A Dissection of the Test-Driven Development Process: Does It really Matter to Test-First or to Test-Last?

Test-driven development is a testing technique that consists of the three actions “writing a failing test”, “making the test pass with the minimum amount of code possible”, and “clean up the code” that are repeated in a perpetuous cycle.

For their work, Davide Fucci, Hakan Erdogmus, Burak Turhan, Markku Oivo, and Natalia Juristo assume that in reality, developers are likely to diverge from this ideal process and that they probably do not spend equal time in each phase. To investigate on this phenomenon and how it affects the number of mistakes developer make (quality) and the time they need to solve the tasks (perfromance), they conducted an experiment in which they tracked developers interactions with Eclipse to capture when developers are in which phase and for how long. A total of 39 professional developers from 2 companies participated in this study. Each participant solved 3 tasks (2 green-field tasks and one green-field tasks), which led to 82 tracked task-solving action sequences.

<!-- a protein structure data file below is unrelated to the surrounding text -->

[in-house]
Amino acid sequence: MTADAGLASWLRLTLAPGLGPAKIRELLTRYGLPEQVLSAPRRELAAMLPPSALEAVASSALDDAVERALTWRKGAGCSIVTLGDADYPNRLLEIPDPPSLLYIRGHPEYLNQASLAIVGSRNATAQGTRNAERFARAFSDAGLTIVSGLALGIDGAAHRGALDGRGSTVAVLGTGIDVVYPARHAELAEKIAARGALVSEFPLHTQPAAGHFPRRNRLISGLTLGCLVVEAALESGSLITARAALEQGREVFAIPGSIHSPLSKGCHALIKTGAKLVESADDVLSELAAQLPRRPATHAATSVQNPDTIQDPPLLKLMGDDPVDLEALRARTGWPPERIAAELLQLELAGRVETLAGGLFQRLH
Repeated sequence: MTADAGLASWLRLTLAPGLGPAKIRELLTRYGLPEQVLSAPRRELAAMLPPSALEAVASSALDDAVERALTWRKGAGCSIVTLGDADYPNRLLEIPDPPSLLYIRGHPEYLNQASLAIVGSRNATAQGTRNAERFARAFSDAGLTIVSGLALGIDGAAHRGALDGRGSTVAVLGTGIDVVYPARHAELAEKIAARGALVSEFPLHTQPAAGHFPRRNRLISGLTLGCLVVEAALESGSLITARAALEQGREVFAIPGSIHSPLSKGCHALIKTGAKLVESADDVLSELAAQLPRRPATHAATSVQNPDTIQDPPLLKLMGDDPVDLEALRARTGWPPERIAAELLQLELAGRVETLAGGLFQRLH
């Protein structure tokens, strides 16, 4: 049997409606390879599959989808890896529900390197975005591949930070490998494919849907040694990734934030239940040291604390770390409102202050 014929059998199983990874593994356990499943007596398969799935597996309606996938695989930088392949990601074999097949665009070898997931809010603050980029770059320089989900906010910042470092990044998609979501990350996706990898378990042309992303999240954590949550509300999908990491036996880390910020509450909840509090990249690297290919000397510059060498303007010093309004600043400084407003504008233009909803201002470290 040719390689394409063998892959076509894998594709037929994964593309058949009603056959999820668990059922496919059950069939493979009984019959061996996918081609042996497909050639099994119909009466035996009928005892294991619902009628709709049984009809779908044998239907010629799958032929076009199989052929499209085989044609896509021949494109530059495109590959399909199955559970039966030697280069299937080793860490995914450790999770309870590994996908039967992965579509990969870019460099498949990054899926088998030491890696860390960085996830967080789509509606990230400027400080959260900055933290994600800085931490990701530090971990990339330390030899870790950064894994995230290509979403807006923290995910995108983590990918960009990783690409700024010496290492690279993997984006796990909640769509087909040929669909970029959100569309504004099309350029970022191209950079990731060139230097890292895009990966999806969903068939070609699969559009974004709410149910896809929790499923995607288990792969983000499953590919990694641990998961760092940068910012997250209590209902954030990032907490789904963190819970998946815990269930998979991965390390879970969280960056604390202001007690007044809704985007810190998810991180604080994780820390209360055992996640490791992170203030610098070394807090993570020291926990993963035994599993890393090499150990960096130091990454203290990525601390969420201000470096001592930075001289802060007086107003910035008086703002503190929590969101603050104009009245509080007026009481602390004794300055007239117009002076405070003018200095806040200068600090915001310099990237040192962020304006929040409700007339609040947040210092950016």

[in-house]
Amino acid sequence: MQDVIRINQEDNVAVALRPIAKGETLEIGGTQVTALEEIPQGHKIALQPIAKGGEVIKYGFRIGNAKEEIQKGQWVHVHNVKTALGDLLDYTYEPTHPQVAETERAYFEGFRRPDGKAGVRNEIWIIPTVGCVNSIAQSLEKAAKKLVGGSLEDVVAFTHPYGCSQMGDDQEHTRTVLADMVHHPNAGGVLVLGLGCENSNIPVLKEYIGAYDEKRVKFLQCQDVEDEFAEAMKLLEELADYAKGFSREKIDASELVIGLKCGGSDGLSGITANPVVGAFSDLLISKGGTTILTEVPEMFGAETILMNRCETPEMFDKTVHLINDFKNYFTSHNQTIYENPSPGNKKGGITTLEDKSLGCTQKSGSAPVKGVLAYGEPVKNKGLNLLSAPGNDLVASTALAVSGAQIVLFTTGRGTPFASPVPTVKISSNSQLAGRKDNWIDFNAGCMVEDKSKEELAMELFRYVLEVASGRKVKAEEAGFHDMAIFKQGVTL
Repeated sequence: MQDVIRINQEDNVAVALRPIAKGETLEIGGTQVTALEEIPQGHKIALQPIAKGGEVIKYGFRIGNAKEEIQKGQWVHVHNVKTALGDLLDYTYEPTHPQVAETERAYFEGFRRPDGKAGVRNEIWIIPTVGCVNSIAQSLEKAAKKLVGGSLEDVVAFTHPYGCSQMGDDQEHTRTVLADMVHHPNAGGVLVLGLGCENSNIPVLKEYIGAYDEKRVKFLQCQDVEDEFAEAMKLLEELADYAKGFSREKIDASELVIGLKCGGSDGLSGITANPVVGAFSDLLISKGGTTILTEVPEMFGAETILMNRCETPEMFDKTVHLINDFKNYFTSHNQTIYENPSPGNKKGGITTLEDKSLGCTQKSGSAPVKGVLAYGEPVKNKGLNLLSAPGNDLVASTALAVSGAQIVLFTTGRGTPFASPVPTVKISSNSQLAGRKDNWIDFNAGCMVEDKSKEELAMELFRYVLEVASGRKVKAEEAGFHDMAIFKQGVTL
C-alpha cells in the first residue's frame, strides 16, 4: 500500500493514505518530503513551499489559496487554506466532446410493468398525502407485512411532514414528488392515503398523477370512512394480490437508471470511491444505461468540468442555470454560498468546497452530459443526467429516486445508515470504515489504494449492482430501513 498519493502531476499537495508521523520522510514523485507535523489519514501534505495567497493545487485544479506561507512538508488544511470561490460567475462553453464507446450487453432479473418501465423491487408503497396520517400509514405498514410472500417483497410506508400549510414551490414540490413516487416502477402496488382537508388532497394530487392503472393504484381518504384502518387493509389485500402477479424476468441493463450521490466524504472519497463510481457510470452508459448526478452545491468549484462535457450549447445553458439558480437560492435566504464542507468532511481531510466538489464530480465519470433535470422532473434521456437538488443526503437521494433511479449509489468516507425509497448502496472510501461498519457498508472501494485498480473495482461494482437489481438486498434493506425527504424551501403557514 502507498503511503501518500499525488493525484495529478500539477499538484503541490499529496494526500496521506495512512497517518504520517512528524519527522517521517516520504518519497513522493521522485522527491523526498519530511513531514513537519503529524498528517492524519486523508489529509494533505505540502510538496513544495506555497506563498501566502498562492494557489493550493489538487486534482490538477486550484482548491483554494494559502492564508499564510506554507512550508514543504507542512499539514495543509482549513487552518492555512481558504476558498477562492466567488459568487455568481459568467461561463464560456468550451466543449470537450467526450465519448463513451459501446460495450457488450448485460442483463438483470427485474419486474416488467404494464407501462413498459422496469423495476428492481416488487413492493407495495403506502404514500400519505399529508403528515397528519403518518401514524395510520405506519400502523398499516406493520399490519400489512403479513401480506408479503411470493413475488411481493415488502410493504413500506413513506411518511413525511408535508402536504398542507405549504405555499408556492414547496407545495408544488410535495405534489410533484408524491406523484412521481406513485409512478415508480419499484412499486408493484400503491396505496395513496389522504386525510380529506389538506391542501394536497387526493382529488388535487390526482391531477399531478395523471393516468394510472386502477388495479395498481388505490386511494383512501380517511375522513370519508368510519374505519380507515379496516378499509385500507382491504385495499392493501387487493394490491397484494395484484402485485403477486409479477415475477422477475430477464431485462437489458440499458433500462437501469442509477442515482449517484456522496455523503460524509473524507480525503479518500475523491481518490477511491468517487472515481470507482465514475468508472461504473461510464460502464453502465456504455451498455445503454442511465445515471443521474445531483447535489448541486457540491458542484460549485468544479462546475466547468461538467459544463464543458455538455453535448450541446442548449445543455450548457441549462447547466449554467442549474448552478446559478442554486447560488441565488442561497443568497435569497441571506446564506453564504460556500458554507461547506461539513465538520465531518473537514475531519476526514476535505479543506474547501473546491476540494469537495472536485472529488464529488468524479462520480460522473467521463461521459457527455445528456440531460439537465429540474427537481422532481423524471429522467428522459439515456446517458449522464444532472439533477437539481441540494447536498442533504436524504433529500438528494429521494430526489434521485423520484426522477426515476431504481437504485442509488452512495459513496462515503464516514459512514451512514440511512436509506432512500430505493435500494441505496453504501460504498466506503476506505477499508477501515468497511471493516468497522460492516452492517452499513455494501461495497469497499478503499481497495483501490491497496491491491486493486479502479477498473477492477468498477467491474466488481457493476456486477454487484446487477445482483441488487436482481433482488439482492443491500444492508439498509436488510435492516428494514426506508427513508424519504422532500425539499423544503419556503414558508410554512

Based on the experiment data, they analyzed whether there is a correlation between the adherence to the TDD cycle and both quality and performances. They find that smaller granularity of the activity phases, uniformity of time spend on each action, and less time spend on refactoring correlates to higher quality, as well as better perfromance. Furthermore, it did not matter whether developers wrote the tests or the respective implementation first (i.e., the order of performing these actions did not matter). They conclude that this is most likely because developers work in baby steps in either case, which is what causes the positive effects. The idea of test-first programming is essentially a way to force developers to work in small steps.